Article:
What is striking about The Heroin Busters is the location work. In an early chase scene, Testi runs by a Roman street with what can only be described as artwork, too good to be dismissed as graffiti, on the wall of an apartment building. Several of the locations are empty. One chase scene was filmed in a subway station that had not yet been opened, with neon colored rings in the tunnel. Another scene was filmed in what appears to be the basic structure of an apartment building that was either in the early stages of construction or possibly abandoned. The final chase is with two small airplanes flying over a highway that had not officially opened. Castellari makes use of framing devices within the camera frame, most notably when Testi looks through a small pipe to scope out a criminal.

Second billed Vincent Gardenia has a small role as an old time petty thief who assists Testi in identifying the organization behind the protection racket in The Big Racket. David Hemmings has a much larger role as an Interpol agent in The Heroin Busters, although it is a shock to see his gray hair and puffy face just eleven years after his star making turn in Blow-Up. Both actors dub their own voices in the English language versions of their respective films. I had to look up Marcella Michelangeli on IMDb to realize I had seen her before in Padre Padrone and Beware of a Holy Whore. Most of her work was in genre films. In The Big Racket, Michelangeli plays the baddest of bad girls, defiant when the guys in the gang wimp out.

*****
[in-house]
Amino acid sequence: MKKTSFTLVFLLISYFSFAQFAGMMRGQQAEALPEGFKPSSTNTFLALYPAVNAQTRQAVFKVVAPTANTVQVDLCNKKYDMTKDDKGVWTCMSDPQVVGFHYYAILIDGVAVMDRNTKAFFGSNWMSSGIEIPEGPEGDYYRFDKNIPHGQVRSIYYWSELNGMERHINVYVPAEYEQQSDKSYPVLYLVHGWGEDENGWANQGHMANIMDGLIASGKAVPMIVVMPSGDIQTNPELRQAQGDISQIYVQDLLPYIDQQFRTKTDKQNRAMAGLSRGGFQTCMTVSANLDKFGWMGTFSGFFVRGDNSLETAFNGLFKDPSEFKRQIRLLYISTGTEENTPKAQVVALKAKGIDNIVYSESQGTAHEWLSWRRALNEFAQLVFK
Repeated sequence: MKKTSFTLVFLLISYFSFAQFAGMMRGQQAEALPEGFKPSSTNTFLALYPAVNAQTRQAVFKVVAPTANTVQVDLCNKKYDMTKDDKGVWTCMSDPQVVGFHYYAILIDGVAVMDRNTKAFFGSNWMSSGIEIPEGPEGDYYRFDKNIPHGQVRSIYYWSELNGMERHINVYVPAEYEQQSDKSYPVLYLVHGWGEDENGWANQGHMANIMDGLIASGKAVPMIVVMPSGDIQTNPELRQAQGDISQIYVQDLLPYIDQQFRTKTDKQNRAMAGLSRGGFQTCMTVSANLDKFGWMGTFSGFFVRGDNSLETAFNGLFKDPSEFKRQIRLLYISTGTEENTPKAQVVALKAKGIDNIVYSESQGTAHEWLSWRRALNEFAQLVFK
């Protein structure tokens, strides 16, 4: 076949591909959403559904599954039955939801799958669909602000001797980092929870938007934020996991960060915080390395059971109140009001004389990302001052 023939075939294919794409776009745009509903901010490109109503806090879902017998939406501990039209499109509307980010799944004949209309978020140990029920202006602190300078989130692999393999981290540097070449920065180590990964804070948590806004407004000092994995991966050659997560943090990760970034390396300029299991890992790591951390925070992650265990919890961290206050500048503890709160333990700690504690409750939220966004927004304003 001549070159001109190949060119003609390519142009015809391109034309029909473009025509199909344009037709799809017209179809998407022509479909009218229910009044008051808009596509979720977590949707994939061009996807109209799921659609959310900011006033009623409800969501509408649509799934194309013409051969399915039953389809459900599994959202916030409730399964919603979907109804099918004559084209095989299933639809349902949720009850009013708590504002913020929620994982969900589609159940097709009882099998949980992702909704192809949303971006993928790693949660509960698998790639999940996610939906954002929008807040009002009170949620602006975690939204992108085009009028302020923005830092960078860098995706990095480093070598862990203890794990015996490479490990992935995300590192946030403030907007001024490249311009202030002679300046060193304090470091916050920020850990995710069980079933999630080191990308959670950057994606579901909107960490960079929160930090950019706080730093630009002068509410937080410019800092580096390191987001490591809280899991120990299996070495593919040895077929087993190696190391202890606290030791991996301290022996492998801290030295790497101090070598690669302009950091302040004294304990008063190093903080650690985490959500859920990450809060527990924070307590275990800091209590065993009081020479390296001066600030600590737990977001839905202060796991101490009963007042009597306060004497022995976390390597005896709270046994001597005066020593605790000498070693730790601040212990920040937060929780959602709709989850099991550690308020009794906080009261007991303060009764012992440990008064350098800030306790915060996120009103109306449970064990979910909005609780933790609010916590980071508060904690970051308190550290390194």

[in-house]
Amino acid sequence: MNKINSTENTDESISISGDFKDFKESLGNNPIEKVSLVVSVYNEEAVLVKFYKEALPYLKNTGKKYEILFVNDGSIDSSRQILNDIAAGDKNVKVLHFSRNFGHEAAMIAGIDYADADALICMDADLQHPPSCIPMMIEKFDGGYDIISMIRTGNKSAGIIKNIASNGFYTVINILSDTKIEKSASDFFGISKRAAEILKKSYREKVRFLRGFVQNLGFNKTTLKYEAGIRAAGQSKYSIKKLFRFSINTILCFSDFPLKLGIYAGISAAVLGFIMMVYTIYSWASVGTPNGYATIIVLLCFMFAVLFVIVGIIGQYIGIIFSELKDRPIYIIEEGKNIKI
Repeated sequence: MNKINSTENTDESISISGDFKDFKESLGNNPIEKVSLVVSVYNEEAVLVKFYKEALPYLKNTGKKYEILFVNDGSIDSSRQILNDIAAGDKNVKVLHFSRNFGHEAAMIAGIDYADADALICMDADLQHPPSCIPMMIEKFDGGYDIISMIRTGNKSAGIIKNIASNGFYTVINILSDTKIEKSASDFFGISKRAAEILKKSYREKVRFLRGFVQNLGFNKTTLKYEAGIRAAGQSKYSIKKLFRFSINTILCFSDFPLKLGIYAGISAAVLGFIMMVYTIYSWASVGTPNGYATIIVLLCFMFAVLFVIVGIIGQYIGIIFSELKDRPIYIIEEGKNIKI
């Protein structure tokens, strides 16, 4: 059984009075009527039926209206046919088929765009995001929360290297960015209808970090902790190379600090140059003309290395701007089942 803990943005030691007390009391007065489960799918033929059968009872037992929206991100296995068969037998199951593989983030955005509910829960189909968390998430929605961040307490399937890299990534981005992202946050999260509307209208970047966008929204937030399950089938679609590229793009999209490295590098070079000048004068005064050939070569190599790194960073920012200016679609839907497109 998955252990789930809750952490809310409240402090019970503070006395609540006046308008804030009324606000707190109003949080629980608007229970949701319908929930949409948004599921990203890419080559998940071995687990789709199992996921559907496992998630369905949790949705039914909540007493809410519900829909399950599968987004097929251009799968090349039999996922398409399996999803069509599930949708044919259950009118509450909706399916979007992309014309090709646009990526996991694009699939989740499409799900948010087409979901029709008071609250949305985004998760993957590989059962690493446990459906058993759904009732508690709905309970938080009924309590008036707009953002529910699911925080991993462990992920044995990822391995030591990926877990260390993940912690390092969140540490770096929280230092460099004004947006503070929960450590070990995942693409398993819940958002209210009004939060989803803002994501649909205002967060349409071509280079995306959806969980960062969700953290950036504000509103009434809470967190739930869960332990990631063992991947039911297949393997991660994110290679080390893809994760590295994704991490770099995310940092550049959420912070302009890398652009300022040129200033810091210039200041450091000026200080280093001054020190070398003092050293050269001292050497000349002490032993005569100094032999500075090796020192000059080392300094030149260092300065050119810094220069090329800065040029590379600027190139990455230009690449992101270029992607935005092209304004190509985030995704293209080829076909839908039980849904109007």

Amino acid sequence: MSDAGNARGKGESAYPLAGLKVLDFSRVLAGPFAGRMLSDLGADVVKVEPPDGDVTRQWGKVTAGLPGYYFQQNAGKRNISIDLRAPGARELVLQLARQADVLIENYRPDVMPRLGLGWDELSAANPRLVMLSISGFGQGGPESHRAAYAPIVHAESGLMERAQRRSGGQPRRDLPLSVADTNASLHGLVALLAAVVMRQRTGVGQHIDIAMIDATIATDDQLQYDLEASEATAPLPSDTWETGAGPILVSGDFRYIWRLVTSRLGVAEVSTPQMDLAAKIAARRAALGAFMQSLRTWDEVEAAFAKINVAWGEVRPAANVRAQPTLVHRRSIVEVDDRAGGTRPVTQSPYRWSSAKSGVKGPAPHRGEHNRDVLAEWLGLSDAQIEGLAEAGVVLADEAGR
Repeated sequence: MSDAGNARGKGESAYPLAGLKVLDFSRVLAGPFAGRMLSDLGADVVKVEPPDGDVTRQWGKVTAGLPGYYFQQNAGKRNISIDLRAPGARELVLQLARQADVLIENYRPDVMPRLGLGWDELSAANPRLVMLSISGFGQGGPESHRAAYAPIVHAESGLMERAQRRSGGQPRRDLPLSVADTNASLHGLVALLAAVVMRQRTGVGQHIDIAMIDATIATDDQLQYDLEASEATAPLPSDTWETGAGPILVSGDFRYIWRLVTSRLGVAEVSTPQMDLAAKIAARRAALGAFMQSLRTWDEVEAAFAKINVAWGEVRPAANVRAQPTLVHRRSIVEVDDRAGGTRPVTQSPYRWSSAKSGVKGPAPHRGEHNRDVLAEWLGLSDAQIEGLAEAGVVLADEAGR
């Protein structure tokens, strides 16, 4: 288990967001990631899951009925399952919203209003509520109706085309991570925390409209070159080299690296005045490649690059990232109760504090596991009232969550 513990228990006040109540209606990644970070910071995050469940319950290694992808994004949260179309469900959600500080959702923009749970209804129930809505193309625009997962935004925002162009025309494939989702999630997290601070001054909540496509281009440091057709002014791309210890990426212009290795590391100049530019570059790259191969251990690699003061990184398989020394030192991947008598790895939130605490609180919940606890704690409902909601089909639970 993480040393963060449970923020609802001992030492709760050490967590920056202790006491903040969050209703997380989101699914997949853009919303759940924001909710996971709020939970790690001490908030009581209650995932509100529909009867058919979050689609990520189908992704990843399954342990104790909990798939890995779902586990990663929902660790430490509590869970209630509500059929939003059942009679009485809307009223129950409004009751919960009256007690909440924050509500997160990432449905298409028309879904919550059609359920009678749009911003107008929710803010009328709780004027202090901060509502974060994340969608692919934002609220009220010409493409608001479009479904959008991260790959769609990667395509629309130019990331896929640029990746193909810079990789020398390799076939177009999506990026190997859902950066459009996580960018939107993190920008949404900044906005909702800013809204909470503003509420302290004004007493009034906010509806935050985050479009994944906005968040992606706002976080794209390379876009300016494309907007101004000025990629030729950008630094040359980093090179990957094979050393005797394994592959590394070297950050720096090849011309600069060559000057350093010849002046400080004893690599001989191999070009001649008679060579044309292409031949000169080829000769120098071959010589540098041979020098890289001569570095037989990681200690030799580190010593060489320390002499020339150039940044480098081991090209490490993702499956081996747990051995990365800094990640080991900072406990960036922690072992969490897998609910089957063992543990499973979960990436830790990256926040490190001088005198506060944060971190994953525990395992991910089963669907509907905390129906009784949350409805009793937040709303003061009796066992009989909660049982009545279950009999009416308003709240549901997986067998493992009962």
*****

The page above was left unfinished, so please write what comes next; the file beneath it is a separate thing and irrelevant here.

As is usual for Arrow, there is an abundance of extras. The enclosed, illustrated booklet has essays by Italian film historian Roberto Curti and British film historian Barry Forshaw. The two casual commentary tracks by Adrian Smith and David Flint are more geared to genre enthusiasts. There are also interviews with Castellari, Testi, supporting actor Massimo Vanni, and editor Gianfranco Amicucci. The Heroin Busters also features an interview with Nicola Longo, the former undercover policeman whose experiences provided some inspiration for the film.

Two small quibbles about The Big Racket - The actress Anna Bellini is referred to by her past married name of Anna Zinnemann. She had already divorced Tim Zinnemann, son of High Noon director Fred Zinnemann, for several years. Whomever did the subtitles misspelled the family name as "Zinnermann", making me wonder how no one noticed this error. Also, editor Amicucci's interview is titled "King of Moviola". For those unfamiliar with how films were edited in the pre-digital era, the Moviola was a machine that ran film through a vertical system, operated by a foot pedal. For whatever reason, Hollywood did not adopt using the flatbed system until the 1970s, even though this was how films were edited in Europe since the mid 1930s. We see a shot of a flatbed editing suite which makes me wonder if moviola was used as a generic term for editing machines. By the way, during my brief time making films, I have used both systems.

Both films have Italian and English language tracks, plus English subtitles. As was usual at the time, both films were shot to be post-dubbed and even in the Italian versions, the voices of some of the local cast are not necessarily their own.

Posted by Peter Nellhaus at April 19, 2022 06:00 AM